He never deserted them, but they in cowardly fear of their lives, fled from him in the very beginning of his sufferings. This is but one instructive instance of the frailty of all believers if left to themselves; they are but sheep at the best, and they flee when the wolf cometh. They had all been warned of the danger, and had promised to die rather than leave their Master; and yet they were seized with sudden panic, and took to their heels. It may be, that I, at the opening of this day, have braced up my mind to bear a trial for the Lord’s sake, and I imagine myself to be certain to exhibit perfect fidelity; but let me be very jealous of myself, lest having the same evil heart of unbelief, I should depart from my Lord as the apostles did. It is one thing to promise, and quite another to perform. It would have been to their eternal honour to have stood at Jesus’ side right manfully; they fled from honour; may I be kept from imitating them! Where else could they have been so safe as near their Master, who could presently call for twelve legions of angels? They fled from their true safety. O God, let me not play the fool also. Divine grace can make the coward brave. The smoking flax can flame forth like fire on the altar when the Lord wills it. These very apostles who were timid as hares, grew to be bold as lions after the Spirit had descended upon them, and even so the Holy Spirit can make my recreant spirit brave to confess my Lord and witness for his truth.

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Go To Morning Reading                                                Evening, March 27

         “And she said, Truth, Lord: yet the dogs eat of the crumbs which fall from their master’s table.”
         — Matthew 15:27

This woman gained comfort in her misery by thinking GREAT THOUGHTS OF CHRIST. The Master had talked about the children’s bread: “Now,” argued she, “since thou art the Master of the table of grace, I know that thou art a generous housekeeper, and there is sure to be abundance of bread on thy table; there will be such an abundance for the children that there will be crumbs to throw on the floor for the dogs, and the children will fare none the worse because the dogs are fed.” She thought him one who kept so good a table that all that she needed would only be a crumb in comparison; yet remember, what she wanted was to have the devil cast out of her daughter. It was a very great thing to her, but she had such a high esteem of Christ, that she said, “It is nothing to him, it is but a crumb for Christ to give.” This is the royal road to comfort. Great thoughts of your sin alone will drive you to despair; but great thoughts of Christ will pilot you into the haven of peace. “My sins are many, but oh! it is nothing to Jesus to take them all away. The weight of my guilt presses me down as a giant’s foot would crush a worm, but it is no more than a grain of dust to him, because he has already borne its curse in his own body on the tree. It will be but a small thing for him to give me full remission, although it will be an infinite blessing for me to receive it.” The woman opens her soul’s mouth very wide, expecting great things of Jesus, and he fills it with his love. Dear reader, do the same. She confessed what Christ laid at her door, but she laid fast hold upon him, and drew arguments even out of his hard words; she believed great things of him, and she thus overcame him. SHE WON THE VICTORY BY BELIEVING IN HIM. Her case is an instance of prevailing faith; and if we would conquer like her, we must imitate her tactics.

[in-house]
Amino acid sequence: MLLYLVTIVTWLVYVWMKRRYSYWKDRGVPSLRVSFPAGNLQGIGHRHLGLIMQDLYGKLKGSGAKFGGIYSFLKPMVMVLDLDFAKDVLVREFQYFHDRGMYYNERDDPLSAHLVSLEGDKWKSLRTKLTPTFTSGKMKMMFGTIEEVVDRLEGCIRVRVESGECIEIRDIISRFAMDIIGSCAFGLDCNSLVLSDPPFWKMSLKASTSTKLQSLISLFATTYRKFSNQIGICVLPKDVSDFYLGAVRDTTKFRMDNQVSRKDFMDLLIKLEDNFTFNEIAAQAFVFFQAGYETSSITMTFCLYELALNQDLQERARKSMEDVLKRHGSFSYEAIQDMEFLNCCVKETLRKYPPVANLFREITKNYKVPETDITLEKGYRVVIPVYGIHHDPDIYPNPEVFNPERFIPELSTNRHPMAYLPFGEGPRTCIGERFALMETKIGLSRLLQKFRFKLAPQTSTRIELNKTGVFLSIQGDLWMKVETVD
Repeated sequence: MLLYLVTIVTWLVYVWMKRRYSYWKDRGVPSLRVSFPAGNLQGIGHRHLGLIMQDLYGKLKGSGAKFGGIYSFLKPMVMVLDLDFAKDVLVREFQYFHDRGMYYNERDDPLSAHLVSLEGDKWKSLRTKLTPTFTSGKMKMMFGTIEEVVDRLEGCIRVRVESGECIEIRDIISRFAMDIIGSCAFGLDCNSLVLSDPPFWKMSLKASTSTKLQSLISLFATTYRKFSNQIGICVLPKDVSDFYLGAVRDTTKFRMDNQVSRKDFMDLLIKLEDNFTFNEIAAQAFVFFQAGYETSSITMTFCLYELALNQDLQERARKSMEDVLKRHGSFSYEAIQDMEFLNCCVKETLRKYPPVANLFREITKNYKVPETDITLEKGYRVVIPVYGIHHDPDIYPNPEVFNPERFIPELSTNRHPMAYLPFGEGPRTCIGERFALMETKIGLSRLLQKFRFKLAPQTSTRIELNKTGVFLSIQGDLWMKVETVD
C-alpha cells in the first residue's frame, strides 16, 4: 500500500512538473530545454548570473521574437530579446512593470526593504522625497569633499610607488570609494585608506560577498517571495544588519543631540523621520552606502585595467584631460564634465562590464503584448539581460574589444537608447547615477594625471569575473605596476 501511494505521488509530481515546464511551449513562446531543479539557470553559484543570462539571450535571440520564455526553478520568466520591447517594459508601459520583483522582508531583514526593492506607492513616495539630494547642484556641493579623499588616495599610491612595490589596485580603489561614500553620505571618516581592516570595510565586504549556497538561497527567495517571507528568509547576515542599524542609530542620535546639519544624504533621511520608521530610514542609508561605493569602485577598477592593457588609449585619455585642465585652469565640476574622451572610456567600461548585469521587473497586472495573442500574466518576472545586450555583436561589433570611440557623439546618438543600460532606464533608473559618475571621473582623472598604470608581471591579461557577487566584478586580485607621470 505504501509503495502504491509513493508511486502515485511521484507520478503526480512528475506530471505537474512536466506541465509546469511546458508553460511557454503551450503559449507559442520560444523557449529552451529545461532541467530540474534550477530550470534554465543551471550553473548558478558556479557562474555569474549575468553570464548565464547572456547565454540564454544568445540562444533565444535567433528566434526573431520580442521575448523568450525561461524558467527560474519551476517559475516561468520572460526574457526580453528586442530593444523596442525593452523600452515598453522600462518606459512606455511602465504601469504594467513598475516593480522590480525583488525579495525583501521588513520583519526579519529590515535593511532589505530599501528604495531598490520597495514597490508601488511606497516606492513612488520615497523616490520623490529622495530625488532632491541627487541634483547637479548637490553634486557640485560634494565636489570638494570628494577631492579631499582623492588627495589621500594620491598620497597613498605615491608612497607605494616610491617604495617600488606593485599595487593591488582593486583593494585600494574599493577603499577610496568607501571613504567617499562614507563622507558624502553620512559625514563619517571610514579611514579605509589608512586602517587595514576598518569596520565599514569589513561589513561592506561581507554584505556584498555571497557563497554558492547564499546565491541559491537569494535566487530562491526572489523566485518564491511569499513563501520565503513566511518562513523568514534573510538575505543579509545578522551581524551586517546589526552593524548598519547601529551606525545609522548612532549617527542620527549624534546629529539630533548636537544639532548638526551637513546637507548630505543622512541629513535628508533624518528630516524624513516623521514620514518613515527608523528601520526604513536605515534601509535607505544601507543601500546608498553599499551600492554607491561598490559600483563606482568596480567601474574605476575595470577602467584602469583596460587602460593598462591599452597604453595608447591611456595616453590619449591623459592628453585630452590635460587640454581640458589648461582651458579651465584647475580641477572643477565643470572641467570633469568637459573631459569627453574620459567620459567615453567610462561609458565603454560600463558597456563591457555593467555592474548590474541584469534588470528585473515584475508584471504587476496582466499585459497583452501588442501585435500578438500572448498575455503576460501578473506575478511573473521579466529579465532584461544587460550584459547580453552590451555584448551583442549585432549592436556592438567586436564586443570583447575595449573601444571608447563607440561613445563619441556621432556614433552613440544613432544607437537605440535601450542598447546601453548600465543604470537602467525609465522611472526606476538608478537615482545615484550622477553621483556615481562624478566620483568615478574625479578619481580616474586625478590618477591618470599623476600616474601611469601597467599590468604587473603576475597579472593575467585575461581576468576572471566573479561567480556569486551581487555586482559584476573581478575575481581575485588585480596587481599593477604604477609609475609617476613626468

Spurgeon, Charles H. Morning and Evening: Daily Readings. Complete and unabridged; New modern edition. Peabody, MA: Hendrickson Publishers, 2006. Print.

Tongues, Prophecy, and the Thing We Call Love








March 27: Tongues, Prophecy, and the Thing We Call Love
Numbers 31:1–54; 1 Corinthians 14:1–25; Psalm 26:1–12

Nearly anything good can become unproductive if it’s abused or misused. Paul is all about embracing the side of spirituality that can seem a bit wacky to us today—gifts of tongues and prophecy, to name a few. But he is fully aware of the problems that can come from these gifts being used in a way that doesn’t fit within God’s will. And Paul’s primary concern is that spiritual gifts are used only within the bounds of love.
Love is what it’s all about. “Pursue love, and strive for spiritual gifts, but especially that you may prophesy. For the one who speaks in a tongue does not speak to people but to God, because no one understands, but by the Spirit he speaks mysteries” (1 Cor 14:1–2). By tongues, Paul is likely referencing the “tongues of angels”—some angelic language (1 Cor 13:1)—although elsewhere the term is used in reference to people speaking in a language they don’t actually know for the sake of ministering to others in their native tongue (Acts 2:3–4).
Love—as manifested in Christ’s death and resurrection and in our living sacrificially for Him and others—is central, and spiritual gifts should support that cause.
Paul goes on to say: “Now I want you all to speak with tongues, but even more that you may prophesy.… But now, brothers, if I come to you speaking with tongues, how do I benefit you, unless I speak to you either with a revelation or with knowledge or with a prophecy or with a teaching?” (1 Cor 14:5–6).
Spiritual gifts are meant to indwell believers. Christians are meant to be driven by God’s Spirit and to do miraculous things in His name. But none of it matters if it’s not for the purpose of showing Christ’s love.

What gifts do you resist using? How can you use the spiritual gifts God has given you to show love to others, and how can you correct your use of them if you’re not currently using them for this purpose?

JOHN D. BARRY


Barry, John D., and Rebecca Kruyswijk. Connect the Testaments: A One-Year Daily Devotional with Bible Reading Plan. Bellingham, WA: Lexham Press, 2012. Print.